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Charles Alexandre Lesueur was a French naturalist, artist, lithographer and explorer, whose productive career touched on three continents.

Lesueur was also a prolific natural history collector, who was responsible for describing numerous species, including the spiny softshell turtle (Apalone spinifera), smooth softshell turtle (A. mutica), and common map turtle (Graptemys geographica). Both Mount Lesueur and Lesueur National Park in Western Australia are named in his honor.

After a brief naval career (1797-1800), Lesueur joined Nicolas Baudin's expedition to Australia in 1801. During the course of the expedition, he took on the duties of both artist and naturalist, as a result of crew member attrition. In all, the expedition resulted in the collection of over 100,000 zoological specimens and Baudin created a vast number of highly important drawings, which later be published in the official account of Baudin's expedition.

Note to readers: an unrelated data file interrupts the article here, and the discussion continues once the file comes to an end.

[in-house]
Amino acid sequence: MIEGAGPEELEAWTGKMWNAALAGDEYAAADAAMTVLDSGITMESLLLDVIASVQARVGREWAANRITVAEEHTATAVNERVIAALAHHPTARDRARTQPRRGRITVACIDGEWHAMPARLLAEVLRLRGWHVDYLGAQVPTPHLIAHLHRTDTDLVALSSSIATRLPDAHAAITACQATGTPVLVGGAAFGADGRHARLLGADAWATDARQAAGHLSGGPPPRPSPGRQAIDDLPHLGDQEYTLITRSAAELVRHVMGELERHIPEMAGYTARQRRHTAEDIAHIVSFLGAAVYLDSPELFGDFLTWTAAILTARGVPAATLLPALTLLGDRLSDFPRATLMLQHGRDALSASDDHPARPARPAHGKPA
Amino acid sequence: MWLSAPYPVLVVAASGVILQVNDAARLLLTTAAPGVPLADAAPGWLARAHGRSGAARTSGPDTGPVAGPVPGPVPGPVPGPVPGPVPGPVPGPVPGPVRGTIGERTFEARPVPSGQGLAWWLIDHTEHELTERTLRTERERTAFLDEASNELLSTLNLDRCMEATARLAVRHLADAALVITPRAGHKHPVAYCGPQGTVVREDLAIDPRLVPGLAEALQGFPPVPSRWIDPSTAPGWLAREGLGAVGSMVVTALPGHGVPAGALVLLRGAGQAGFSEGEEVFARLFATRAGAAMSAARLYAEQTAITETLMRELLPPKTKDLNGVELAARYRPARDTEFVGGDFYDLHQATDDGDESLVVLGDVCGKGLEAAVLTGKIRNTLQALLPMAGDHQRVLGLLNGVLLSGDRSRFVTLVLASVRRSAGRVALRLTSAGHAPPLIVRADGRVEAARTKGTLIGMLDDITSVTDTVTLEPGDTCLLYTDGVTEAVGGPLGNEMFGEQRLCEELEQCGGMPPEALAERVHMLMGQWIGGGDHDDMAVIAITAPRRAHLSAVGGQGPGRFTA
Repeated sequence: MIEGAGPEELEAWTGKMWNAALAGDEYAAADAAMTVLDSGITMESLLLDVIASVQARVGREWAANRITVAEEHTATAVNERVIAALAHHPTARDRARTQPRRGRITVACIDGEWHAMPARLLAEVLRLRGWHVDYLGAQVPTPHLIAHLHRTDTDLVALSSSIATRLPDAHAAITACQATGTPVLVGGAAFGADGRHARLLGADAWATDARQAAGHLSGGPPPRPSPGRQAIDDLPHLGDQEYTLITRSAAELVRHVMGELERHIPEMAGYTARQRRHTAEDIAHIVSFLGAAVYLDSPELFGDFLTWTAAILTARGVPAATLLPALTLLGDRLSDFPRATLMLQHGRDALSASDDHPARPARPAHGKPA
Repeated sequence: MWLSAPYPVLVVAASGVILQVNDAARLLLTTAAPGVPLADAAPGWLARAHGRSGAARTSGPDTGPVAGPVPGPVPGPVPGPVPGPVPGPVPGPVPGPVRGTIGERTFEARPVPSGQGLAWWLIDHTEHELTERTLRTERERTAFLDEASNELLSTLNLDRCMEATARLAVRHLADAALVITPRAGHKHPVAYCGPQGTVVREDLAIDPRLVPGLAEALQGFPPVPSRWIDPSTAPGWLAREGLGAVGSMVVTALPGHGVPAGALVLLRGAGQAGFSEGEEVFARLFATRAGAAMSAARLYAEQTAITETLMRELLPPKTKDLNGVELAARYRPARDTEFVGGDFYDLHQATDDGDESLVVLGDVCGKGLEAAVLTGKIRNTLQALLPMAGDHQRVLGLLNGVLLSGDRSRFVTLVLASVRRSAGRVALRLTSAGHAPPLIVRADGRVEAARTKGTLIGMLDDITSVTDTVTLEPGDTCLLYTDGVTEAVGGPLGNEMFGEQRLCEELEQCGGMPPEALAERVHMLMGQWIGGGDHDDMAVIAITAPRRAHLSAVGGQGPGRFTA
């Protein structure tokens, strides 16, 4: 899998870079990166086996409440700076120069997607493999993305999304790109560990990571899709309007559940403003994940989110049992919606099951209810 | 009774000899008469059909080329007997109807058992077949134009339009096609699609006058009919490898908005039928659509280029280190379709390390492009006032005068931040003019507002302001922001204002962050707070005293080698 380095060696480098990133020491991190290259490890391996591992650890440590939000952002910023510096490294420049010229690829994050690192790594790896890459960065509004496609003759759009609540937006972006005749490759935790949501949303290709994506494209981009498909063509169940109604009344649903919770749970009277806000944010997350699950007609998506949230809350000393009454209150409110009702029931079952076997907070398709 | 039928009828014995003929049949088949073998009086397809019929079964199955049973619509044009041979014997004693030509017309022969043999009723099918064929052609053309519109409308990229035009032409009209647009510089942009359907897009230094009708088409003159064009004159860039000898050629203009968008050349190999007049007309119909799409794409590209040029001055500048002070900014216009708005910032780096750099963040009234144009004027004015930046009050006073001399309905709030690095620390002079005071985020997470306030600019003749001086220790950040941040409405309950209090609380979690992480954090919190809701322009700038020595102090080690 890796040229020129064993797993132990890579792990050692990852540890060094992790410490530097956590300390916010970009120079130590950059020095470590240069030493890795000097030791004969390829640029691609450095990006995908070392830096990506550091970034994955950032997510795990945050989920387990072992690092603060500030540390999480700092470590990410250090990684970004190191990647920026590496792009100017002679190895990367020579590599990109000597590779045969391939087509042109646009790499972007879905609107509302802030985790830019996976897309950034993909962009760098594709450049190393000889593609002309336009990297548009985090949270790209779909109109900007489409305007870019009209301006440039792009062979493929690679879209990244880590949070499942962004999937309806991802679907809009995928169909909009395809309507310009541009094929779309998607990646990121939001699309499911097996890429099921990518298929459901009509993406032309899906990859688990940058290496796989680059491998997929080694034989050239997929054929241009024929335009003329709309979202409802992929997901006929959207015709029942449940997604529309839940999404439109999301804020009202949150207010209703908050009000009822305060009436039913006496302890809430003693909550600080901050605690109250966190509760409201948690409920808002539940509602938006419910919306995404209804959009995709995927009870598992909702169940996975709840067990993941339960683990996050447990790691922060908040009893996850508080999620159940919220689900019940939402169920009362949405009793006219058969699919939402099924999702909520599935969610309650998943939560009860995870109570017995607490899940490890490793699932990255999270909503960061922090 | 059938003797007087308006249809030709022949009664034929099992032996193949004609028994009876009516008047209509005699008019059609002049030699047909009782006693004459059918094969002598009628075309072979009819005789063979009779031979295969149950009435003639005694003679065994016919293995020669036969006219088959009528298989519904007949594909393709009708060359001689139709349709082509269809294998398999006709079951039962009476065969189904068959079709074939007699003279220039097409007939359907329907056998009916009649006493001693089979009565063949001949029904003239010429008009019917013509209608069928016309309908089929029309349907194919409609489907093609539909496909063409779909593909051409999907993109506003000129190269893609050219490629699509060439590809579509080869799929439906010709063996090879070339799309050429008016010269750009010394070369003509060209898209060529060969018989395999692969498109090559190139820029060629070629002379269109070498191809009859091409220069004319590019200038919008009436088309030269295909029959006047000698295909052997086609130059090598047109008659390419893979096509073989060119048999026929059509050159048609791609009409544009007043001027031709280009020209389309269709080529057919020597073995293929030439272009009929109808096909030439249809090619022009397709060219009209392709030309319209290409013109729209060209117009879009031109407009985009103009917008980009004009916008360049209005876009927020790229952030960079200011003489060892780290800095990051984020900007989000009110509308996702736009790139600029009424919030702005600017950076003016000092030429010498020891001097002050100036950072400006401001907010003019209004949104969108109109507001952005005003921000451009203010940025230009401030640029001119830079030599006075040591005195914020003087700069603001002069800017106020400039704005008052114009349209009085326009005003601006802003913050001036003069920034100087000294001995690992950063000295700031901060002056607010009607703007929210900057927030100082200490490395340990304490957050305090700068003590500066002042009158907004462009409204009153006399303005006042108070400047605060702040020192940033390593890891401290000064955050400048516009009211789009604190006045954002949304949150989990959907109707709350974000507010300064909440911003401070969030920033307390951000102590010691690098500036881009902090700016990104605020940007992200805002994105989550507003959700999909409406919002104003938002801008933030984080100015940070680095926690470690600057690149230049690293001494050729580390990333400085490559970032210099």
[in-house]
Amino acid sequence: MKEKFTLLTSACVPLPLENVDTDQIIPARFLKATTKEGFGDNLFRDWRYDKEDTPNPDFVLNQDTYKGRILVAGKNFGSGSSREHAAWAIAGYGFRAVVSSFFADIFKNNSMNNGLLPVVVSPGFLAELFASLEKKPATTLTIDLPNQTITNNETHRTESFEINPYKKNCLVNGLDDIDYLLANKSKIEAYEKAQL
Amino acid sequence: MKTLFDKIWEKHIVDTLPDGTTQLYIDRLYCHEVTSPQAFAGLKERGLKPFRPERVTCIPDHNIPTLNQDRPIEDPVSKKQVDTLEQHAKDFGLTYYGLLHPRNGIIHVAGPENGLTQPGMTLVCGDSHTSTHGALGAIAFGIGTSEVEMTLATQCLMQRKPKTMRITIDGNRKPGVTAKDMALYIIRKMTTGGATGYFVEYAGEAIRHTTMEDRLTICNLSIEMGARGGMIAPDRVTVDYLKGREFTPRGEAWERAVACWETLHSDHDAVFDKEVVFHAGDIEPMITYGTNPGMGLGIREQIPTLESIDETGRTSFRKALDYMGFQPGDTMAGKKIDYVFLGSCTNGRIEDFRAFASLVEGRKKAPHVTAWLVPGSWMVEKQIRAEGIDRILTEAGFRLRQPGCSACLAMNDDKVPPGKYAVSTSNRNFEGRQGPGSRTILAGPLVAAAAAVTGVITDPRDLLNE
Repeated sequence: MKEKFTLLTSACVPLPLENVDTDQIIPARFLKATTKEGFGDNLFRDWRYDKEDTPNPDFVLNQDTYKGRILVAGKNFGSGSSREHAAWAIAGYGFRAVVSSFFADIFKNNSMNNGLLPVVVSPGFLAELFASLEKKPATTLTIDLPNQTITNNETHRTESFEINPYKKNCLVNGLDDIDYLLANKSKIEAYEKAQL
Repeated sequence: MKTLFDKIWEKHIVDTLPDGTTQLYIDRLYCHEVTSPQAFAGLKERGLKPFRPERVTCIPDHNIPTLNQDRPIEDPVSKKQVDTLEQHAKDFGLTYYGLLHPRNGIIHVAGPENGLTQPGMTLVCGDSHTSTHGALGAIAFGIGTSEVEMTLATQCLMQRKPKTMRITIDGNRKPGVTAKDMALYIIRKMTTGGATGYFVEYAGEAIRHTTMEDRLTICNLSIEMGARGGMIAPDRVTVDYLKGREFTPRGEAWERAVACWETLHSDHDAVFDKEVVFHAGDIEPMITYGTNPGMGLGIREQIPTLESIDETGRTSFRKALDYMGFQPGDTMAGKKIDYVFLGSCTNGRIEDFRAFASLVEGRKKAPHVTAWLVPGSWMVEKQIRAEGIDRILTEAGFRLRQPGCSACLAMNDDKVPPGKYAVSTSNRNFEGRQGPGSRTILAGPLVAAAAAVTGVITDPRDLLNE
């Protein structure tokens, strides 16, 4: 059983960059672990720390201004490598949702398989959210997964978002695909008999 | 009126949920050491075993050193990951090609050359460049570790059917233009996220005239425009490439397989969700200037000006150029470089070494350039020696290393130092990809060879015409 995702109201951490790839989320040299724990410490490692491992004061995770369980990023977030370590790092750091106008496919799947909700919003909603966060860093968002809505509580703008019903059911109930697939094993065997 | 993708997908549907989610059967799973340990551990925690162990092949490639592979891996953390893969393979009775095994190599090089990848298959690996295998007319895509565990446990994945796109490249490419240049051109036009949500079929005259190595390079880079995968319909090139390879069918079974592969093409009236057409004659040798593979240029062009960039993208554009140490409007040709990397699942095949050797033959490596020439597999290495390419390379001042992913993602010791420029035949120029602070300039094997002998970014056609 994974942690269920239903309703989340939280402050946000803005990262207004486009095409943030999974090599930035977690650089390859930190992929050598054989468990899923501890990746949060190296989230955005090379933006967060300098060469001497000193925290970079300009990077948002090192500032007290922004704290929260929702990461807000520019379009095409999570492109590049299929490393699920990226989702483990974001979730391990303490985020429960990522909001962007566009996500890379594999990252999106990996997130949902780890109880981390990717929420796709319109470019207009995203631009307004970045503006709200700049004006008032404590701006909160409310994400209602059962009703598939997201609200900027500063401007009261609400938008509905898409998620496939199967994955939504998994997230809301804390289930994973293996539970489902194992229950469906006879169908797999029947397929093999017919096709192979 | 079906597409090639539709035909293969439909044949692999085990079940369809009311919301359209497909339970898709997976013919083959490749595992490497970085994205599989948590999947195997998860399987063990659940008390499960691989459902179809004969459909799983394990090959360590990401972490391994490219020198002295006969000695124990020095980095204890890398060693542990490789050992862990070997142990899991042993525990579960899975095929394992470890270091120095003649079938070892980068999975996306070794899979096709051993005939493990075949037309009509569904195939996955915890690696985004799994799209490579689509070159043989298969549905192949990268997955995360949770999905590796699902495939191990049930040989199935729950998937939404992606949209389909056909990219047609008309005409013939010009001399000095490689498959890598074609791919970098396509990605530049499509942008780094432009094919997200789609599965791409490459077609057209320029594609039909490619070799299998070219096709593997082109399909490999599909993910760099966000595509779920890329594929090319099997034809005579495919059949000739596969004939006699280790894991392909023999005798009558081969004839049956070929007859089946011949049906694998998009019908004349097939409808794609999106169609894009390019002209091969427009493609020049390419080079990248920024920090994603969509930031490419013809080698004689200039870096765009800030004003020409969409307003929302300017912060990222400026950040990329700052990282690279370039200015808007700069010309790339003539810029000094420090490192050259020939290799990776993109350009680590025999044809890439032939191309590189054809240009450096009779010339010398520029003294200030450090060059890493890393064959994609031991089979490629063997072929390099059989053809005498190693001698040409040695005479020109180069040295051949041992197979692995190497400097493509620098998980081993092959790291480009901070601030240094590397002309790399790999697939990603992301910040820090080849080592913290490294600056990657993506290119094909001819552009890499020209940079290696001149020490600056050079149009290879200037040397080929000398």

A pioneer of lithography, Lesueur had already added lithography to his many talents before being invited to America by famed American geologist William Maclure. He made what many believe to be the first American lithograph of a natural history subject, a plate depicting two fish which accompanied some copies of the October 1821 issue of the Journal of the Academy of Natural Sciences of Philadelphia. Lesueur was so unhappy with the result that he substituted a copperplate engraving for the original lithograph; thus only a few copies of the Journal contained the now extremely rare lithograph. While residing in Philadelphia, he would go on to teach and experiment with a number of America's earliest lithographers. He become a member of the American Philosphical Society in 1817.

From 1826 to 1837, Lesuer lived in New Harmony, Indiana, while also taking trips to explore the American back country.  He would encounter many important American and foreign travelers, including Karl Bodmer and Prince Maximilian.

Late in life, he returned to France to continue his career as an artist and naturalist, where he was awarded the honor of Chevalier de l’Ordre Royal de la Légion d'honneur for his long years of work in the sciences.